I personally do mine everyday sometimes twice in the QT cups since they are only hold 12 oz of water. But hot water on the tap. You start with one cup (the first and hopefully clean), make sure the temp matches the fish you're going to put in there, condition the water and add the fish. The NEXT cup is the one that betta was in, pour out the water and rinse in hot water on the tap, wait a minute for it to cool, then repeat the process... I don't know where you got 3 days from. Personally I think the betta babies that are jarred need to have clean water everyday.
I read it on bettysplendens.com, the website is given in a sticky about breeding
At about a month I start jarring the largest youngsters and move the rest into a larger grow-out tank. I do full water changes in the jars every other day. When they are 8 weeks old I move them from their quart jars into half-gallon containers, and start doing 100% changes twice a week, removing feces and uneaten food every day with a turkey baster.
I plan on jarring them when they start to show agression, which is at about 8 weeks I read(?)
He/she does 2 full changes a week at that time, and my jars also are about half a gallon (0.39g and 0.52g, I'll fill up the biggest ones first of course)
Have you read about the stunt hormones the fry give off? It can inhibit the growth of your fry.
I'll be doing water changes everyday 100% for the jarred fish, and in the tank 50% everyday, 100% 3 times a week. It'll give them a better start, and keep them healthier. But I'm sure if you suction out the debris on the bottom, it'll be fine. I would just keep an eye on the water perimeters. Make sure you start your cultures now.
But on that same page he/she also says:
"Jarring them early also means not having to worry about fin damage and outbreaks of disease wiping out entire spawns. They also grow much faster once they are jarred."
I'm not saying she's wrong at all! I've been reading and rereading her website over and over again. I was just making sure he knew about the stunt hormone. I think maybe what I've been posting is getting a little mixed in translation, because some of these things seem a bit mixed. I personally won't go 3 days without changing any water in a container. I have to do a 100% everyday or every other day changes in my 1.5 gallons.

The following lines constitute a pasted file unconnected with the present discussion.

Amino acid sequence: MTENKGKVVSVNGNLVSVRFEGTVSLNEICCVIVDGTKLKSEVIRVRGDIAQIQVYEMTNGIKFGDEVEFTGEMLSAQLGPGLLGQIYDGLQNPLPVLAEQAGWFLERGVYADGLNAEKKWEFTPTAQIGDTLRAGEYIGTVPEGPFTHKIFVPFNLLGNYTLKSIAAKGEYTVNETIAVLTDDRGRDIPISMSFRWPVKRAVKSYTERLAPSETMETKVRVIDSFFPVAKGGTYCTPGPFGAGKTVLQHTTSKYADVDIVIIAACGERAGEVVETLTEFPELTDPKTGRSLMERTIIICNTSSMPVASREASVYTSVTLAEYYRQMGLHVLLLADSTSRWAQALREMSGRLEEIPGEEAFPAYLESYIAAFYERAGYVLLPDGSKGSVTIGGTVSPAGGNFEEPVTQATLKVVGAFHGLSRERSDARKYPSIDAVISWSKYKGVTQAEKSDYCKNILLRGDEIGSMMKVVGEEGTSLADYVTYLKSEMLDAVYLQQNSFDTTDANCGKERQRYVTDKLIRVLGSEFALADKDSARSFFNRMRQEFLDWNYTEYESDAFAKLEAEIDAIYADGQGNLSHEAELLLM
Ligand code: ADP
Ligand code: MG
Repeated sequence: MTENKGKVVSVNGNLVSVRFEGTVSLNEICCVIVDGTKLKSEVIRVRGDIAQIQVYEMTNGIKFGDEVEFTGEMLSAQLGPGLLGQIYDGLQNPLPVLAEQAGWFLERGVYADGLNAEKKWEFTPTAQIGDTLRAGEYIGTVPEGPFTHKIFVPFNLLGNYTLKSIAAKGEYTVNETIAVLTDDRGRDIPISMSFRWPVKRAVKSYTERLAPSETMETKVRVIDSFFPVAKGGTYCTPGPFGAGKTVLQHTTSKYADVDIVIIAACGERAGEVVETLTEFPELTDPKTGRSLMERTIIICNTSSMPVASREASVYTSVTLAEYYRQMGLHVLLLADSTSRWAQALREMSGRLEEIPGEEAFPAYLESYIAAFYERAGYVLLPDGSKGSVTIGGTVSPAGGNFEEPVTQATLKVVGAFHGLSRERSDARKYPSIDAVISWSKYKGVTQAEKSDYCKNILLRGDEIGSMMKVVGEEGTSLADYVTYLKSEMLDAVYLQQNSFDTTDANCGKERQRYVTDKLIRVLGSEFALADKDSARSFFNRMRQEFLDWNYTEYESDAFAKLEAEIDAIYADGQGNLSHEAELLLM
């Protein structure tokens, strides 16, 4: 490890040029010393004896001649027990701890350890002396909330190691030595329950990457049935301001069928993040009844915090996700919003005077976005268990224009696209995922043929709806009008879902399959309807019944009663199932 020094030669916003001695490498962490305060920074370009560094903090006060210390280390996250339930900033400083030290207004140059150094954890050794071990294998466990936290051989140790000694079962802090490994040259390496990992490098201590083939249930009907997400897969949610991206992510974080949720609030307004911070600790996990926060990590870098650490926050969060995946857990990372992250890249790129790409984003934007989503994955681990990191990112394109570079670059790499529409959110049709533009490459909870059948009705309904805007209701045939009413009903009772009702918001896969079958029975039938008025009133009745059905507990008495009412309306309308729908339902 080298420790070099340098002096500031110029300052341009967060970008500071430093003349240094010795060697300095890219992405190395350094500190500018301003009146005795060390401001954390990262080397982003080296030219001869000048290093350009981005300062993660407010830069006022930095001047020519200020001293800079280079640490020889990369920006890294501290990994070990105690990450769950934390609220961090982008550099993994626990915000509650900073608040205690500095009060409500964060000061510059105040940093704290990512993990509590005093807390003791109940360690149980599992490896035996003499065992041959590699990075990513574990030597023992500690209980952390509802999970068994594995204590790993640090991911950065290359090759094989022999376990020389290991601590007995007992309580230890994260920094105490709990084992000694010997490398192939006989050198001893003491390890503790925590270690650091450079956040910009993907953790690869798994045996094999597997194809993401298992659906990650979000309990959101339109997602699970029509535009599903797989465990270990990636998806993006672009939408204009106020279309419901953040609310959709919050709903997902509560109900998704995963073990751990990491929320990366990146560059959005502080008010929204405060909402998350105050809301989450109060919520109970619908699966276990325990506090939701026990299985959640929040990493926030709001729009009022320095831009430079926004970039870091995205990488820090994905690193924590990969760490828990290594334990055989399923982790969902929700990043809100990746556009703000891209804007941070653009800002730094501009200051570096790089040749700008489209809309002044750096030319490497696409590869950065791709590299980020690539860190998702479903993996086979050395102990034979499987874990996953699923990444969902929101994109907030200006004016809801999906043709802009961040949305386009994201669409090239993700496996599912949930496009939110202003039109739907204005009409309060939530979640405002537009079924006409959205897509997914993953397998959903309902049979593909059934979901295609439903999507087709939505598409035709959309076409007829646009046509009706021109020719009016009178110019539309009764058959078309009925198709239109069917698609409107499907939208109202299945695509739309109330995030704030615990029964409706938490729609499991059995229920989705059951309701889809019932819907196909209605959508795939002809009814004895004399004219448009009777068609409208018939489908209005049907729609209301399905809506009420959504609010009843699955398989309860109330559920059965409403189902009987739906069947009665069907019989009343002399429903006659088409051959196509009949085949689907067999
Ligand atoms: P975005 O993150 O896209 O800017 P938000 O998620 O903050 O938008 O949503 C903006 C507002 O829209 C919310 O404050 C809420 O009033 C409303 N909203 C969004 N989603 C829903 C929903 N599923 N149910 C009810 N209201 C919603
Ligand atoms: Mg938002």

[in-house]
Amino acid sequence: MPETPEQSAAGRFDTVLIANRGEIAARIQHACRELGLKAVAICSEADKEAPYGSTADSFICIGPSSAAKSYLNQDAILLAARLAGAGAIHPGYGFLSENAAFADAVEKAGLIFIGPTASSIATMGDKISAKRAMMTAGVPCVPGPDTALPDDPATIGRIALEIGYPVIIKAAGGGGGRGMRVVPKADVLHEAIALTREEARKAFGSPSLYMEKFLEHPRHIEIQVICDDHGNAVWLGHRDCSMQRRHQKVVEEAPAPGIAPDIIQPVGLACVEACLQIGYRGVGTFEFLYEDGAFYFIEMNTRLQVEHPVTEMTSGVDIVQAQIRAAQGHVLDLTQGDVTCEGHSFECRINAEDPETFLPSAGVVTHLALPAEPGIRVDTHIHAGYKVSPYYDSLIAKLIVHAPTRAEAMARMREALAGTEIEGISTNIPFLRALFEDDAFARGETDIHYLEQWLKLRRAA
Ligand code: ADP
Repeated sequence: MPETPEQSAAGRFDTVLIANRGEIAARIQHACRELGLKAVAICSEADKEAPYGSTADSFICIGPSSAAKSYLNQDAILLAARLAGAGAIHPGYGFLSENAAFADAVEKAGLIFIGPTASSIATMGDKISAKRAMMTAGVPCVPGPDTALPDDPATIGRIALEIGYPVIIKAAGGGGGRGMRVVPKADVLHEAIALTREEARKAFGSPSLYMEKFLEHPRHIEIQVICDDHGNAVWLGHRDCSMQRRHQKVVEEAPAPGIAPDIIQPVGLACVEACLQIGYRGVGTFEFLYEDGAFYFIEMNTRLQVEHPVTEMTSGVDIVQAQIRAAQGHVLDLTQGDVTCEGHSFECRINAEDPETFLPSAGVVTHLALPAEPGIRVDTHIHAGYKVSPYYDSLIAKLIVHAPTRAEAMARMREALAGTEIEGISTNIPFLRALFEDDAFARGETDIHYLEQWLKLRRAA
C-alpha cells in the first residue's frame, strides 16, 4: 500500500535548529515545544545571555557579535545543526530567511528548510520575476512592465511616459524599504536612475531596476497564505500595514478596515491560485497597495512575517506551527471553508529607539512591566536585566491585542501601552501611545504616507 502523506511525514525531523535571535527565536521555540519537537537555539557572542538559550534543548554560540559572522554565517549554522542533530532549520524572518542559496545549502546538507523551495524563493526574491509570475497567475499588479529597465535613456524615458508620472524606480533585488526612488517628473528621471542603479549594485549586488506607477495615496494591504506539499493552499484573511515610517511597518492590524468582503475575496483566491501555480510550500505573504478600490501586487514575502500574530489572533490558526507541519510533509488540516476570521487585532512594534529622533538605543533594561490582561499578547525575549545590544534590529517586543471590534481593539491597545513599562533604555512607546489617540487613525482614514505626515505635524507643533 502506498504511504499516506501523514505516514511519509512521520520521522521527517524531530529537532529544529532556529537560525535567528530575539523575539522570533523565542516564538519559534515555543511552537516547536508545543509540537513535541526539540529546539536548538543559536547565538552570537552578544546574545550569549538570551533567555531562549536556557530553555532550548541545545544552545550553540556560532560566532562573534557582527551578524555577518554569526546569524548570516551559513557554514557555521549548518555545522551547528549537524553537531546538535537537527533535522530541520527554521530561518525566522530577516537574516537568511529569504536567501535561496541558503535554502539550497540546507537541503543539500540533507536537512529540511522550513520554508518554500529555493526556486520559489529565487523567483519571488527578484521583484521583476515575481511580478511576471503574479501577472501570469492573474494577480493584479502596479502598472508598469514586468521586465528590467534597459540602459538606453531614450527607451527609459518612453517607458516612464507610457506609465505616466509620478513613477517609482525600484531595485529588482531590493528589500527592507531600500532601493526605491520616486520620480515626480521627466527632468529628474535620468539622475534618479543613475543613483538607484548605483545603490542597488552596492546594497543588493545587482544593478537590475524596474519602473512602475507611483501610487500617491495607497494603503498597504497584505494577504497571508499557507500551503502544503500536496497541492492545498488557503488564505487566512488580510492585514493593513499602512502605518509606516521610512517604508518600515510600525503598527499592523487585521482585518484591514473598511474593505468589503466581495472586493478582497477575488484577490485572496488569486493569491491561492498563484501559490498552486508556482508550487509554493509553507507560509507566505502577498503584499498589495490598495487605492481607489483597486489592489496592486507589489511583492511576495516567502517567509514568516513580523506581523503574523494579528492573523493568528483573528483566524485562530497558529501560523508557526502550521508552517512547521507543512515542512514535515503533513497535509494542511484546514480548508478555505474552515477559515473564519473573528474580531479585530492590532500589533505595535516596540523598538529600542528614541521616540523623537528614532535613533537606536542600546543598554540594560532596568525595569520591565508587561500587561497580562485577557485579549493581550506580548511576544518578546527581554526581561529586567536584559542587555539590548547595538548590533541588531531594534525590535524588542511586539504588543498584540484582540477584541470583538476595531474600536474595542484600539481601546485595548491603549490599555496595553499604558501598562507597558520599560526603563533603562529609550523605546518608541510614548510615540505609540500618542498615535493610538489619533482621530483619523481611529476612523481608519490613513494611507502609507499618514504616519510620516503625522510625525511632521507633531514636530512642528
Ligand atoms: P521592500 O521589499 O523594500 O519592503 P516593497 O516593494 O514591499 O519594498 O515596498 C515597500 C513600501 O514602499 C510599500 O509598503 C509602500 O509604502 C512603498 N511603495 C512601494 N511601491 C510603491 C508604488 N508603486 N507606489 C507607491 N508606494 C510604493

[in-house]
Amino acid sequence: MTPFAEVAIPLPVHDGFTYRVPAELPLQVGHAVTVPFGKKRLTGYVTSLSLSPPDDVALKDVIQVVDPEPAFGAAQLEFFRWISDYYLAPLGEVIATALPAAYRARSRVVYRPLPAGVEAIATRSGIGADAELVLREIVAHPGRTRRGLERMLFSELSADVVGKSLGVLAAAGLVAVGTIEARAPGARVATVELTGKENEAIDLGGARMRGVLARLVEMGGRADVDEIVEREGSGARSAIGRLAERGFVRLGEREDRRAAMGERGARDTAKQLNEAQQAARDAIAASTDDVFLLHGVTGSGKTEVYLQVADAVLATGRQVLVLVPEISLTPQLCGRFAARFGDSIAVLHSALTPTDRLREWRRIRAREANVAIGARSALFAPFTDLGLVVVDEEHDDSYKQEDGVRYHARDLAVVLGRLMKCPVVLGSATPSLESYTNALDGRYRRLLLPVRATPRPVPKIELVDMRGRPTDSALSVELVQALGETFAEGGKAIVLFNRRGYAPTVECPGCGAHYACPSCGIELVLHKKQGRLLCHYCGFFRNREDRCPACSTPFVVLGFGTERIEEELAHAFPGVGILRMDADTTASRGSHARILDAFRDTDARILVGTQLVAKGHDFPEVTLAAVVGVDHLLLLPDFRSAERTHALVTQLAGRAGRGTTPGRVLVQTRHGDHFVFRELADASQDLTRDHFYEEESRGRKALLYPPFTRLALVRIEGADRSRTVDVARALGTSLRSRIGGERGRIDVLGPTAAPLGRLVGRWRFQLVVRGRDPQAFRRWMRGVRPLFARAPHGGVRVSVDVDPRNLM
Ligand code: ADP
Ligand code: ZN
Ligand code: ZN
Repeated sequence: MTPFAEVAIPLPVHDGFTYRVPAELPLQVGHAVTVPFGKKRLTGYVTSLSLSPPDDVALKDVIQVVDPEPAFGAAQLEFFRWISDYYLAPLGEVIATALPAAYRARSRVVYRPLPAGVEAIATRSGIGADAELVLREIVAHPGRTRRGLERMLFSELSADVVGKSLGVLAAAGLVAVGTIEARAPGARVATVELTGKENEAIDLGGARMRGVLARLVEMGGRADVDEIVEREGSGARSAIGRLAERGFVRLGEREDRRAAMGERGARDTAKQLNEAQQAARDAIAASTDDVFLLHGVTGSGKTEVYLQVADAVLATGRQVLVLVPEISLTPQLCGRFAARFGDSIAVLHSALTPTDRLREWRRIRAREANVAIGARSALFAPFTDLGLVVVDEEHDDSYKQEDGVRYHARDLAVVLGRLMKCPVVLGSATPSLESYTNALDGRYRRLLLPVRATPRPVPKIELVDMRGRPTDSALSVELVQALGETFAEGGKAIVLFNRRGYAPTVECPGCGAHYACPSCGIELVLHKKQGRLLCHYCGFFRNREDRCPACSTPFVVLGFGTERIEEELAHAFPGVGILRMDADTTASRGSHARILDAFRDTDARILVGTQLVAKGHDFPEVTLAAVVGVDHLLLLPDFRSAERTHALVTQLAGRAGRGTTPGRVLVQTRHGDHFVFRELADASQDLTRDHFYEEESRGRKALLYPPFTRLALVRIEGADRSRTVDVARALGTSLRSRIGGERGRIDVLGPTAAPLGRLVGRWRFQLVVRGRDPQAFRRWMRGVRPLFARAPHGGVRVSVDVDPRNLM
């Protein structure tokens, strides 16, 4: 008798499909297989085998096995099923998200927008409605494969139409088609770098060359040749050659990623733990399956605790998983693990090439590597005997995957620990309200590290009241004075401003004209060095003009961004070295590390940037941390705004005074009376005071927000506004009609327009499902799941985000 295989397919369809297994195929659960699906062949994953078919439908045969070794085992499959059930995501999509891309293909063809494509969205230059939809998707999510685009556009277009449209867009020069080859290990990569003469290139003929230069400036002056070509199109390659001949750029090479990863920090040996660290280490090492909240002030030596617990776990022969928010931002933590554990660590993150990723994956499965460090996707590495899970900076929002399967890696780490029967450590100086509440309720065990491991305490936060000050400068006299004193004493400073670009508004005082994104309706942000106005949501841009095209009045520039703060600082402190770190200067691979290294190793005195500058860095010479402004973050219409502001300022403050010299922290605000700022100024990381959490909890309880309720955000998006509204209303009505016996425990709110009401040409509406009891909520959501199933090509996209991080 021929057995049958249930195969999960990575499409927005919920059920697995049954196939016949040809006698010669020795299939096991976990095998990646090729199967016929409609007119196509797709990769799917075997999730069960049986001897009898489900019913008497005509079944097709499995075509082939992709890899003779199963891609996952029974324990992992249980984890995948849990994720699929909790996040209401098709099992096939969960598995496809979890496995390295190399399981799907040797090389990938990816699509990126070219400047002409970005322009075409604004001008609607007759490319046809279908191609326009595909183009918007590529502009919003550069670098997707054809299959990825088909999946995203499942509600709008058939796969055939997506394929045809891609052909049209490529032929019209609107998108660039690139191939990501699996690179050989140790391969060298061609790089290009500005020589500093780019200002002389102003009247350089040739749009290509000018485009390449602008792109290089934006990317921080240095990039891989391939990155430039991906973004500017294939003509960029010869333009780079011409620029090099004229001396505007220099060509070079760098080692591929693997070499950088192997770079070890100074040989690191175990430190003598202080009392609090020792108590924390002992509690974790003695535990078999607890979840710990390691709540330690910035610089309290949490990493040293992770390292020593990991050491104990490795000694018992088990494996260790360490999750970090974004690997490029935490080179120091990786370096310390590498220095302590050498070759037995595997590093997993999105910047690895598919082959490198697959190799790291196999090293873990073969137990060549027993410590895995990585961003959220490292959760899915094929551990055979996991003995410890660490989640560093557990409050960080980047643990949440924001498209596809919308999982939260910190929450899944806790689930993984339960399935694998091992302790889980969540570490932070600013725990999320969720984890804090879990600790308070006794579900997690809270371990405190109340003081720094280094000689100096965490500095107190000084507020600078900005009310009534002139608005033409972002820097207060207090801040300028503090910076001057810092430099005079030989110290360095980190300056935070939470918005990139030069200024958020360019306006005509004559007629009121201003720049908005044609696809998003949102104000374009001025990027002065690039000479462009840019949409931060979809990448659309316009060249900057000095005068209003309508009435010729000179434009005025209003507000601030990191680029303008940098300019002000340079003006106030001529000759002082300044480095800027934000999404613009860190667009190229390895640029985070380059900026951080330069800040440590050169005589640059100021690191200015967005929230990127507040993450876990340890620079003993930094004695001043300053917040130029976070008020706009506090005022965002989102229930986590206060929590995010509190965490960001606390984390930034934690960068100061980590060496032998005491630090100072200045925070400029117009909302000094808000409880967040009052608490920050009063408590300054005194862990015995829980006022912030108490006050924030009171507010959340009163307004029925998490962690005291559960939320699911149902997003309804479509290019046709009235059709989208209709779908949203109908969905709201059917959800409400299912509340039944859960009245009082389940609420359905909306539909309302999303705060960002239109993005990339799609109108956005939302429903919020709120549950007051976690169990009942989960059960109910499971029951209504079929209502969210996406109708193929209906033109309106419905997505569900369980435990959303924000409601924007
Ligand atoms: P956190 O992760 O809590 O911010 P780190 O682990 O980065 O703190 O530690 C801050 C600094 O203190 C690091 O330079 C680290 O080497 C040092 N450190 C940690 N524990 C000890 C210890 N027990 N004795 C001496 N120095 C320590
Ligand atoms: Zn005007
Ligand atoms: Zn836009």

There is neither a right nor wrong way to breed and raise them. What ever you need to do, what is available, etc. Everyone does it differently.
If you are planning to show, jar them as early as possible. But remember once they are jarred, their growth will reduce, sometimes a great deal. But if you only plan to keep them as pets, they can be kept in sororities long term as long as they are not disturbed or feel disturbed in any way (including water changing and tank cleaning). Any form of stress will induce aggression.
What I do is move them to growout tanks around 5-10mm. They will unlikely become aggressive at this size compared to moving them after 1cm. In my 40 and 50g tanks, I use water pumps full thrust with an external filter (this reduces current). With this method, I can usually keep them together without any aggression at all for about 3-4 months . . . by which time I can distribute/sell them.
I usually jar the "favorites", using half - one gallon tanks or 2ltr plastic drink bottles. At 1cm this space is adequate . . . and feasible when dealing with hundreds of fry. These fish will grow slower than those in the growouts BUT their fins will be more developed. I often (not always) have 2 tanks/jars for each fish/fry. So when I water change, I just move them to the other container. Or if I run out of jars, I place them in a temporary jar (small) and return them once cleaning is done.
Water changing and jar cleaning highly depends on how I feed them. More feeding = more water changing and cleaning. (my water source is unstable so I need to adjust to water availability). It also depends on food type. Shrimp like foods (daphnia, mosquito larvae, etc can tolerate less water changes compared to wormy foods.) But in general I change 100% and clean every 2 days.
I NEVER immediately reuse containers that have disease. I clean them and leave them dry for a week or so (if possible under direct sun). Hopefully disease will die out without host for 1 week - plus sunlight and no water. (I don't like using chemicals)
Forgot; Rose tails are created by breeding a pair of excessive rays - 8 ray x 8 ray often produces rose. These roses should not be inbred. Pair them to an unrelated 4 ray. AVOID breeding bought rose tails because what ever the breeder claims, you won't know their actual background. Once the X factor gets into your line, it is hard to clean out.